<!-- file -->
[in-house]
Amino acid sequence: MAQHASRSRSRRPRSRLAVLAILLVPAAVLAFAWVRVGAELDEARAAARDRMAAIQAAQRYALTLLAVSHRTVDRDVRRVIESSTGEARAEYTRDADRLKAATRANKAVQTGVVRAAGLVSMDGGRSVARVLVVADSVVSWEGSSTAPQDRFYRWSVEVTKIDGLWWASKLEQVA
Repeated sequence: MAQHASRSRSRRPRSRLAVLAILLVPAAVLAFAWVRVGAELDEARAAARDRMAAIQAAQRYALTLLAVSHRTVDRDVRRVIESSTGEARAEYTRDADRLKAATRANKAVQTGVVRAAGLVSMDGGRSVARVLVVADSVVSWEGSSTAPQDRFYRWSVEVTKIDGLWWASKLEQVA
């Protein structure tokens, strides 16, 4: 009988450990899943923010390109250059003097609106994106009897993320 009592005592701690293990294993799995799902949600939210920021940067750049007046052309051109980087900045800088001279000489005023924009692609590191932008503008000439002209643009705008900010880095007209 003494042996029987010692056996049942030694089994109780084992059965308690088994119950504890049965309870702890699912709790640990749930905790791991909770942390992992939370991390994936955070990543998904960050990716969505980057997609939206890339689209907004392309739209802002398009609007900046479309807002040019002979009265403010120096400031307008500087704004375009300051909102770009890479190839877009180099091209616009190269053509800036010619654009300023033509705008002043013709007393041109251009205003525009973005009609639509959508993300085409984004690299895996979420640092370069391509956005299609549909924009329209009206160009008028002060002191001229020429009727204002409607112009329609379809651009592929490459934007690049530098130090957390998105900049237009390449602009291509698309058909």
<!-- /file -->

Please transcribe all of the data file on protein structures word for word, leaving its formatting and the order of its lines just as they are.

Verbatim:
[in-house]
Amino acid sequence: MAQHASRSRSRRPRSRLAVLAILLVPAAVLAFAWVRVGAELDEARAAARDRMAAIQAAQRYALTLLAVSHRTVDRDVRRVIESSTGEARAEYTRDADRLKAATRANKAVQTGVVRAAGLVSMDGGRSVARVLVVADSVVSWEGSSTAPQDRFYRWSVEVTKIDGLWWASKLEQVA
Repeated sequence: MAQHASRSRSRRPRSRLAVLAILLVPAAVLAFAWVRVGAELDEARAAARDRMAAIQAAQRYALTLLAVSHRTVDRDVRRVIESSTGEARAEYTRDADRLKAATRANKAVQTGVVRAAGLVSMDGGRSVARVLVVADSVVSWEGSSTAPQDRFYRWSVEVTKIDGLWWASKLEQVA
């Protein structure tokens, strides 16, 4: 009988450990899943923010390109250059003097609106994106009897993320 009592005592701690293990294993799995799902949600939210920021940067750049007046052309051109980087900045800088001279000489005023924009692609590191932008503008000439002209643009705008900010880095007209 003494042996029987010692056996049942030694089994109780084992059965308690088994119950504890049965309870702890699912709790640990749930905790791991909770942390992992939370991390994936955070990543998904960050990716969505980057997609939206890339689209907004392309739209802002398009609007900046479309807002040019002979009265403010120096400031307008500087704004375009300051909102770009890479190839877009180099091209616009190269053509800036010619654009300023033509705008002043013709007393041109251009205003525009973005009609639509959508993300085409984004690299895996979420640092370069391509956005299609549909924009329209009206160009008028002060002191001229020429009727204002409607112009329609379809651009592929490459934007690049530098130090957390998105900049237009390449602009291509698309058909």